Global Policy Journal: Vietnam may become model of anti-IUU fishing
Updated : Friday, May 11, 2018 8:38 AM (GMT+0700)

TheUS’s Global Policy Journal websitehas said Vietnam may become a model for ASEAN countries in fighting illegal,unreported and unregulated (IUU) fishing.

Illustrative image - Source: VNA

An article published by thewebsite on May 9 said the threat of a bad report card from the European Union(EU) has alarmed more than 30,000 Vietnamese commercial trawlers.

It quoted Tony Long, formerDirector of the World Wildlife Fund’s European Policy Office and senior fellowof the Global Government Institute, as saying that the EU carding system todrive out illegal fishing is showing it has teeth, adding that countries areterrified that the ultimate sanction, the red card, imposes potentiallyenormous financial sanctions and significant risks.

The article said, citingsource as the Vietnam Association of Seafood Exporters and Processors (VASEP),that fishing is a cornerstone of Vietnam’s economy and since 2006, the nationhas been globally ranked among the top 10 exporting countries infisheries. 

Vietnam’s export of fisheryproducts to the EU and the US range between 1.9 and 2.2 billion USD, and 350 –400 million USD, respectively.

The article said Vietnam’sMinistry of Agriculture and Rural Development (MARD), the Directorate of Fisheriesand VASEP have mandated that all of them take actions to balance fishingcapacity and fishing fleet policy. The new Fisheries Law has been approved bythe National Assembly, including regulations to fight IUU.

Prime Minister Nguyen XuanPhuc issued a national action plan to crack down on IUU fishing.  As partof this drive, 62 seafood companies have joined to ensure sustainablepractices.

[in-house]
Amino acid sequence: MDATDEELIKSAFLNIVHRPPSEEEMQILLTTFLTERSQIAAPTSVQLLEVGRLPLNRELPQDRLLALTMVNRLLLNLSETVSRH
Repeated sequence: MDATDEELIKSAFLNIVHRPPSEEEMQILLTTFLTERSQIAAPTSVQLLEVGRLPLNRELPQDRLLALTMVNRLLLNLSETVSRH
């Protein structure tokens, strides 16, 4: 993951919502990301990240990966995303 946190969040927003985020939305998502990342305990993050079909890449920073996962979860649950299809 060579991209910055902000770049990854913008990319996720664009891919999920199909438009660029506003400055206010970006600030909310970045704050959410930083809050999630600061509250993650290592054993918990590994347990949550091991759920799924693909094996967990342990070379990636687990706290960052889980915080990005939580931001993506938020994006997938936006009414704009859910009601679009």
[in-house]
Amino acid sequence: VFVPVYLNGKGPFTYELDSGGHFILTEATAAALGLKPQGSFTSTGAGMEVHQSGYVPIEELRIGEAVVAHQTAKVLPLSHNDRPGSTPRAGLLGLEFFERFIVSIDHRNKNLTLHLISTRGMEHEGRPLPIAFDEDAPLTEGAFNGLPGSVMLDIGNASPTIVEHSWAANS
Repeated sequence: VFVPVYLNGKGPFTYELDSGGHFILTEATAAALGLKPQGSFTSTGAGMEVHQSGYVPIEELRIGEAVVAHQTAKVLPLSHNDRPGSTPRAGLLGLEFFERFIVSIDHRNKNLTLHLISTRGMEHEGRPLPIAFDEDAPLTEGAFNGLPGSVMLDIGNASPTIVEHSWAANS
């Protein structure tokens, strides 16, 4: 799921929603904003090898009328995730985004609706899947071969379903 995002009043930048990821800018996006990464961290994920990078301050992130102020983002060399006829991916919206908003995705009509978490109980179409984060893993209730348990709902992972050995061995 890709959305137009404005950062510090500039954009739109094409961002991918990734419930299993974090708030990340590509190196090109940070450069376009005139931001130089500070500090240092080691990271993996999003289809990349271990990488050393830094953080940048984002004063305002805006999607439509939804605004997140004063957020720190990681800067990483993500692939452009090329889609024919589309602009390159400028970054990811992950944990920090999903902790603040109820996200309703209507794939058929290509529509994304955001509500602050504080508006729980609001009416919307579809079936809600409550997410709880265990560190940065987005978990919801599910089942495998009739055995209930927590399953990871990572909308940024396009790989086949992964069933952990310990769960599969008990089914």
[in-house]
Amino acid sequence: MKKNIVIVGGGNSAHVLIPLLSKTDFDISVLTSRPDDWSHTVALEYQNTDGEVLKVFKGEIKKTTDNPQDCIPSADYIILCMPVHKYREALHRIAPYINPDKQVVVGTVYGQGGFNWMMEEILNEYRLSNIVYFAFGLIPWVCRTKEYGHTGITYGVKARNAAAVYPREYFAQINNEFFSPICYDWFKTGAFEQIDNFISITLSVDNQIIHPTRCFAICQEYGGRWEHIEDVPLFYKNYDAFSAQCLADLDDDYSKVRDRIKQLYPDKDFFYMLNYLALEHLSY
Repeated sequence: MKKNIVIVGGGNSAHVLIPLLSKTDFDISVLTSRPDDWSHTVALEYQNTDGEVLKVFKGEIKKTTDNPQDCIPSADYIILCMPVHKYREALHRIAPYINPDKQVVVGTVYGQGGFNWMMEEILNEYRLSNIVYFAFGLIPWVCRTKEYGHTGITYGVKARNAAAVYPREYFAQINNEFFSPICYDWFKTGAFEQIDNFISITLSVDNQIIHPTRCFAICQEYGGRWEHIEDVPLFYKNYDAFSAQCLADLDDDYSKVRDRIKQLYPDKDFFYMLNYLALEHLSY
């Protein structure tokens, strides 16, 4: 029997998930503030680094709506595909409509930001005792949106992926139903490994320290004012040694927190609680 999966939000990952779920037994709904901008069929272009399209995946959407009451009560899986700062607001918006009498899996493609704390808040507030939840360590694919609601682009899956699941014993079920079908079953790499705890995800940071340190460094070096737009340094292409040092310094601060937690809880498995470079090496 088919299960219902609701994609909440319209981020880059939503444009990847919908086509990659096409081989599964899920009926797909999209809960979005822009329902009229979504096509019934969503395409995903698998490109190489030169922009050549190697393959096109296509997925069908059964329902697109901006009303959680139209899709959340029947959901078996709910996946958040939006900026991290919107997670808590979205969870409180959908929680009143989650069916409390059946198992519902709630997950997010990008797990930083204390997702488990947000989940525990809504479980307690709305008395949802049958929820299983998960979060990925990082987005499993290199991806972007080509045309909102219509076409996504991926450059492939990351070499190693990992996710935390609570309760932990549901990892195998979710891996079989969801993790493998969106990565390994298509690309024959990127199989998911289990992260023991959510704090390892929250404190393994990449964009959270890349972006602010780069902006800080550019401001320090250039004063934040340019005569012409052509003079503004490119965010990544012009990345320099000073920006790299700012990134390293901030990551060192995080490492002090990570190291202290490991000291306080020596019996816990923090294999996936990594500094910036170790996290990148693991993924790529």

The government has issuedseveral decrees and directives, supplemented IUU fishing regulations to legaldocuments, enforced regulations, held educational workshops for fishermen,enhanced cooperation with coastal and island countries to prevent IUU fishingand organized regular dialogues with the EU on efforts to improve fisheriesmanagement.

Vietnam’s responses alsoinclude placing observers, many of whom are former fishing captains, aboardcommercial trawlers to monitor catches.

Additionally, fishingcaptains have been encouraged to keep an accurate logbook or registry ofcatches for inspection or become subject to fines up to 2,000 USD andrevocation of commercial fishing licenses.

The article said Hanoi simply does not want to repeat Thailand’s mistakes,where a high percentage of the fishing fleet is unregistered and outsidegovernment control. Neither does it want to follow its neighbour, Cambodia, andbe at the end of the line with a red card from the EU and unable to exportfish.

The article said theVietnamese Directorate of Fisheries has developed a national fishery databasethat integrates data related to fishing vessels including registration,licensing, logbook entries and now uniformly-accepted software (VNFISHBASE)utilised in eight coastal provinces.

It added that there is aneed for more vocational centres to educate fishermen about fishing regulations.

According to the Food andAgriculture Organization of the United Nations (FAO), between 11 and 26 milliontonnes of fish, or 15 percent of the world catch, are caught illegally everyyear. As the world’s biggest fish importer, the EU does not wish to be complicitin these unsustainable fishing practices. 

Since 2012, the EUCommission has initiated formal dialogues with several countries, thus the“yellow card” status warning. When significant progress is observed, thecommission can end the dialogue or raise the status to a “green card”. Whenthere is no or little compliance, it results in a failing grade - a “red card”,which translates into no exports.


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